December 22, 2022

Let’s Talk About Story Problems

As long as I can remember, story problems, sometimes called word problems, have been the bane of my existence, and I’m willing to bet I’m not the only one. They were the last two problems at the end of my homework which somehow seemed more difficult than the 25 (odds only) repeated practice I had just completed. I was a decent math student when it came to calculation, but it took many years and several strategies to conquer story problems as a learner. 

As an educator, I understood story problems were one part of a rigorous math curriculum, but there were only a handful of methods to teach my students how to solve them. Of course, there were the typical strategies: “Have your students draw a picture,” or “Teach them to highlight important terms and numbers.” We could teach key words and provide students with a daily word problem to solve, but there wasn’t an obvious basis for instruction. There was very little focus on modeling or critical (mathematical) thinking, and there was certainly no (consistent) attention paid to student-led discourse in the math classroom. 

Luckily, times have changed, and we now know what works, even when it comes to solving story problems. 

To start, we know what makes a great math lesson.

  • Intellectual Preparation – As a teacher, you have knowledge of each student and the math concept to be taught.
  • Love of Math – As a teacher, you show passion for the ideas the students share in the math class.
  • Build Independence – As a teacher, you build student autonomy by teaching the student transferable takeaways for future learning. You teach the student, not the question.
  • Meaning Mindset – As a teacher, you understand that making meaning in math class is more important than correct answers. 

We now understand the importance of analyzing student work for a number of reasons.

  • It provides more information about the students’ levels of understanding and can focus your lessons using data.
  • This knowledge allows you to select a transferable takeaway for your lesson.
  • Analysis encourages you to connect student strategies and identify students to share their mathematical thinking. Strategies shared should drive towards a transferable takeaway and clearly represent the strategy in a purposeful order.

We understand student-led discourse is powerful learning.

  • Discourse should be targeted and purposeful, focused on a learning goal specific to student needs. Make your content meaningful and relevant.
  • Students lead the conversation and take ownership over their own learning.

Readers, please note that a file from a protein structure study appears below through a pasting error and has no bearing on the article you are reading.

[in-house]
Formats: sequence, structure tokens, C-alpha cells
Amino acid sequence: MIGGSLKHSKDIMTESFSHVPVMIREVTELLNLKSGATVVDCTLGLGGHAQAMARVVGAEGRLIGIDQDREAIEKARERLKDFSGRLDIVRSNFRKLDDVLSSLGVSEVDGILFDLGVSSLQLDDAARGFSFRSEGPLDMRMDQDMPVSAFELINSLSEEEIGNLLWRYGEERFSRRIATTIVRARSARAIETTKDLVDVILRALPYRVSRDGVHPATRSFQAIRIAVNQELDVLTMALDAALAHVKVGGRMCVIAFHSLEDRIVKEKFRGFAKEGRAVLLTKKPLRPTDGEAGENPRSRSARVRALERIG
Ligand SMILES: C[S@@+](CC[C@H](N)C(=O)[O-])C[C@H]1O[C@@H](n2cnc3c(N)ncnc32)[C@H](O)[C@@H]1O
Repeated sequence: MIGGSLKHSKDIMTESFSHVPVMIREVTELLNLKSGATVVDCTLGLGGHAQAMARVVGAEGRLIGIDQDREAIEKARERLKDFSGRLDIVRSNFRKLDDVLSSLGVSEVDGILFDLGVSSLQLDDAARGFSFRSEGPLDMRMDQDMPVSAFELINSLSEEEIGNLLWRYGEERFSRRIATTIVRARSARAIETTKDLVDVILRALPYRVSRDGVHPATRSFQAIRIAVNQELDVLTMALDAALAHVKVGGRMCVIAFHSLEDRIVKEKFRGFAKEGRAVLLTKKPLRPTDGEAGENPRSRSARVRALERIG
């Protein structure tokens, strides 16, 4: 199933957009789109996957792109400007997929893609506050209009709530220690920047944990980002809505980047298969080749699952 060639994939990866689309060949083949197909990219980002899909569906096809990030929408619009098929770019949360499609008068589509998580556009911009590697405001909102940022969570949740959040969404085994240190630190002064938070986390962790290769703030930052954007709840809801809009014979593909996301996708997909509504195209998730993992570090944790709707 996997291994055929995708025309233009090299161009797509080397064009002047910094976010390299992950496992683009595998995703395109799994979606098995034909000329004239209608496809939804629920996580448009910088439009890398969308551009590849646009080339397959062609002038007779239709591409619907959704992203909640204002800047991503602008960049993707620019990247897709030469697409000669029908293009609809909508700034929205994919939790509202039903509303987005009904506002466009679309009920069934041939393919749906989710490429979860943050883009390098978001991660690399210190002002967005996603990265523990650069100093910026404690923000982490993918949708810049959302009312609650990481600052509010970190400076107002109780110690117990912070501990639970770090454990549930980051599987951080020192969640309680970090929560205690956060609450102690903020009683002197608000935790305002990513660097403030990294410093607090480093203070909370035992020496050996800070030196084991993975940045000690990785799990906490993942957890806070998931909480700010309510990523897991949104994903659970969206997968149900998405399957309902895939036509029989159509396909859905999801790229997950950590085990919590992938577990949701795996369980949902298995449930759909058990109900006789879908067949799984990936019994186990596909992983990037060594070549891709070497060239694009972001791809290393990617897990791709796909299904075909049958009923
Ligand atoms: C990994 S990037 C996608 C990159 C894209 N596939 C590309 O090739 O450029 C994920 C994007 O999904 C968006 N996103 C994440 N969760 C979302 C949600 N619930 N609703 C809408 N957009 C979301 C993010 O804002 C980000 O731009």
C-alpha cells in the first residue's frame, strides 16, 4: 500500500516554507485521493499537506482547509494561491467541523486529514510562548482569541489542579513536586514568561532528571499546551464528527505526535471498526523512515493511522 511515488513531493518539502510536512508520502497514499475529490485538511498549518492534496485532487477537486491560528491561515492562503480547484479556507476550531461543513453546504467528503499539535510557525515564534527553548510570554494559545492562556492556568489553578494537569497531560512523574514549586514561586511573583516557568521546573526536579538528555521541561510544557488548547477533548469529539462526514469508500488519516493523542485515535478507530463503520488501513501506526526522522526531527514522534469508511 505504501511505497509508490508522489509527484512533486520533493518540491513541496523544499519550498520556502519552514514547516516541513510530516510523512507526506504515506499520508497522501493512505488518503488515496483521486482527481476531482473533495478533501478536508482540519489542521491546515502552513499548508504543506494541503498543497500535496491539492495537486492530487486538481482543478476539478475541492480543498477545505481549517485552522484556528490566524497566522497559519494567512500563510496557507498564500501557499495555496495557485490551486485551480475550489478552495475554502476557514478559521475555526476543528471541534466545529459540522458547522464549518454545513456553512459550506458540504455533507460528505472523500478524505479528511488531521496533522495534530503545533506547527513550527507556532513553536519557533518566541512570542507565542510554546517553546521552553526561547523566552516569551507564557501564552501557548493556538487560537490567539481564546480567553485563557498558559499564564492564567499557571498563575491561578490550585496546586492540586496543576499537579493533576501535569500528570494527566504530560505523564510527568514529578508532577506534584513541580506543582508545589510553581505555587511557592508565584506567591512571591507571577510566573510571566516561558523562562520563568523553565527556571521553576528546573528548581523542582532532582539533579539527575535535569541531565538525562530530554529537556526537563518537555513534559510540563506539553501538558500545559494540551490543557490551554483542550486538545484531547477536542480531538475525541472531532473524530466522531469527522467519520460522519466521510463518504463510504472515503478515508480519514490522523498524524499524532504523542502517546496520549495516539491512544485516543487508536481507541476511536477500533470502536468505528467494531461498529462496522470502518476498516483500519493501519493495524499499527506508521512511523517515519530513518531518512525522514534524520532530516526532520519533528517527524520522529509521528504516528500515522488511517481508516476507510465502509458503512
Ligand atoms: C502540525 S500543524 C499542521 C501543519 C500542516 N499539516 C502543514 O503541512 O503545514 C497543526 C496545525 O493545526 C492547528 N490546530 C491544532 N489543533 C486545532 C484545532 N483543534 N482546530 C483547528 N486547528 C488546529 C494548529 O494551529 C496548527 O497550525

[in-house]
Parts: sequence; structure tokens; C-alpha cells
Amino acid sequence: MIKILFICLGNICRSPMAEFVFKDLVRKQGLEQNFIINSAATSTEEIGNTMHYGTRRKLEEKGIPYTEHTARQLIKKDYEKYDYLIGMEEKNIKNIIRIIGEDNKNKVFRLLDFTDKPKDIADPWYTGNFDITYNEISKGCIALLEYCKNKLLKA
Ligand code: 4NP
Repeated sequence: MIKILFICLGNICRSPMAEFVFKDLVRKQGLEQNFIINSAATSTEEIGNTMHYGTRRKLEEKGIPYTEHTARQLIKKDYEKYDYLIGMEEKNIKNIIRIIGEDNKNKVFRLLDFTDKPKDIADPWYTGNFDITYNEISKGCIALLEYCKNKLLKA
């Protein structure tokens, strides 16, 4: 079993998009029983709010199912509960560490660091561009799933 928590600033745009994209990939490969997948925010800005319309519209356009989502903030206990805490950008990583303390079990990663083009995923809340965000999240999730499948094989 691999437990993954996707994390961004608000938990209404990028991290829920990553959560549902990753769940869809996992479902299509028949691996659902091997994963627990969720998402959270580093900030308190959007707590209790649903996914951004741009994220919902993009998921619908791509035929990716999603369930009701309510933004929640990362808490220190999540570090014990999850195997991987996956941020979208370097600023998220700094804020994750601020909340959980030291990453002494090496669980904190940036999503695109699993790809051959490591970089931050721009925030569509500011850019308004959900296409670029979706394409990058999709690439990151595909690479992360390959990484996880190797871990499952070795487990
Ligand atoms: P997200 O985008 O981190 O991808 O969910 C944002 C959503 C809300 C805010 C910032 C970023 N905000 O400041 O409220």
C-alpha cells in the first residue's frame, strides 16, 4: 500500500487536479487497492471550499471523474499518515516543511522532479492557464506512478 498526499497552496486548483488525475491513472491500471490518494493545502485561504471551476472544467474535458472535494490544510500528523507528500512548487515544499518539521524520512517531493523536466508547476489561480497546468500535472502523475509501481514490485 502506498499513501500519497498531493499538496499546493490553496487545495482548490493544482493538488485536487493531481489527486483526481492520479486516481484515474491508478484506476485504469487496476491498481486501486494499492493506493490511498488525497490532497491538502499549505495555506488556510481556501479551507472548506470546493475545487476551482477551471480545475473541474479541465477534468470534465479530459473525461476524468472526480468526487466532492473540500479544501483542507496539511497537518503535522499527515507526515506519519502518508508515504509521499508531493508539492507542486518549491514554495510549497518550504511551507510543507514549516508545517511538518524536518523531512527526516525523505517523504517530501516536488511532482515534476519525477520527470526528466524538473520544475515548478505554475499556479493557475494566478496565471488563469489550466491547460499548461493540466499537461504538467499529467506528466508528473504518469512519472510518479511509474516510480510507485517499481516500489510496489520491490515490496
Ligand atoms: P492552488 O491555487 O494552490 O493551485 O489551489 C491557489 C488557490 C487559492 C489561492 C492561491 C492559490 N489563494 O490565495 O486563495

• You can increase the effectiveness of discourse by questioning students to reach a clear lesson goal.
  • Infuse the conversation with a diverse set of voices.
  • Hold students accountable for showing respect for one, listening closely, and using evidence from the work being discussed. 
  • Teach students to self-monitor and notice when they need clarification.
  • Oral processing helps students grapple with big ideas, and it is particularly beneficial for diverse learners and English Language Learners.

Now that we know what works, how should you teach story problems? Well, I can’t give away all the Math for Meaning secrets in just one blog post, but I can share three components of a proper story problem lesson for you to try!

  1. Story Problem Launch (3-5 minutes) – How do you start this lesson?
    1. Introduce the problem by providing (real-life) context for learning and sharing your passion for math.
    2. Read the problem to the students multiple times to ensure all students have access and ask them to create a “mind movie” about what they hear.
    3. Have more than one student explain the story in their own words.
  2. Work Time with Conferencing (6-10 minutes) – What strategies will your students use and what is their rationale?
    1. Students work the problem on their own using tools and strategies of their choice. 
    2. During this time, your job is to look for strategies to share during discourse and coach students to push their level of thinking.
  3. Discourse (15-20 minutes) – What strategies and questions will you use to get to the lesson goal?
    1. Choose 3 or 4 students to share their strategies as you represent their thinking on a screen or board. 
    2. Have other students think about the connections, similarities, and differences with their thinking as compared to their peers.
    3. Lead the class in discourse around these strategies pushing students to make mathematical conjectures. 

Where did I learn all this, you might be asking? Lavinia Group’s Math for Meaning: Story Problems! It is an approach to teaching mathematics that uses a student’s own mathematical thinking as the basis for instruction and prepares students to independently solve math problems with joy, confidence, and precision. With these methods, you and your students will master story problems!

Learn more about the Lavinia Group’s Math Institutes including Math for Meaning: Story Problems, Targeted Small Group Instruction in Mathematics, and Achievement 101: Math.

Looking for more professional learning specific to math. Check out the following Learners Edge courses:

5154: Deep Thinking Practices for the Math Classroom

5222: Math Fluency Beyond the Basic Facts

Additional Math and Content Area Courses


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